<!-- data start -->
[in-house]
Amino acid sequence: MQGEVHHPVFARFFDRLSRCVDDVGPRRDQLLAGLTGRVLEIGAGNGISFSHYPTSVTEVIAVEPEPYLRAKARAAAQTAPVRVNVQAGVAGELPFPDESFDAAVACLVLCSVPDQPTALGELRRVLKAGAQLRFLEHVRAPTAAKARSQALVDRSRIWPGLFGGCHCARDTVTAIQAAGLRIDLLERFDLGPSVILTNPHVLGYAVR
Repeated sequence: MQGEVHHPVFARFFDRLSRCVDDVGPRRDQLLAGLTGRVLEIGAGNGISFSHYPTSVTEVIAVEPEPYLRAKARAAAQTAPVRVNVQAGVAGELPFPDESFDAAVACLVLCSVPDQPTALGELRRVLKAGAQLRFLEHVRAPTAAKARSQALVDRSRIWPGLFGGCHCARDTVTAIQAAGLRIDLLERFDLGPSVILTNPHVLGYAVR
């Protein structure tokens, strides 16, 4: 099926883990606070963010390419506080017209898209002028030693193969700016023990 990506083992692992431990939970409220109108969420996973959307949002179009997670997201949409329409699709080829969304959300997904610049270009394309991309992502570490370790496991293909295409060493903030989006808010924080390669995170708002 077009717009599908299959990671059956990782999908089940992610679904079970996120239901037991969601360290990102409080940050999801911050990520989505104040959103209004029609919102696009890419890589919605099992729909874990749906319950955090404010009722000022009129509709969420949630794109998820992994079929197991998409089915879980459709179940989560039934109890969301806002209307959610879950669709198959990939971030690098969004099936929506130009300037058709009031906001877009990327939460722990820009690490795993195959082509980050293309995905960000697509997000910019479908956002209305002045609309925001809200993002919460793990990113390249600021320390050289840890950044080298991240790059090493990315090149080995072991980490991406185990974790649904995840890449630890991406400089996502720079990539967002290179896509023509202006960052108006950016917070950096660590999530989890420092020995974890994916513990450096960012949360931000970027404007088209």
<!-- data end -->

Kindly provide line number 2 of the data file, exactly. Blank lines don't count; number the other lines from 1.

Amino acid sequence: MQGEVHHPVFARFFDRLSRCVDDVGPRRDQLLAGLTGRVLEIGAGNGISFSHYPTSVTEVIAVEPEPYLRAKARAAAQTAPVRVNVQAGVAGELPFPDESFDAAVACLVLCSVPDQPTALGELRRVLKAGAQLRFLEHVRAPTAAKARSQALVDRSRIWPGLFGGCHCARDTVTAIQAAGLRIDLLERFDLGPSVILTNPHVLGYAVR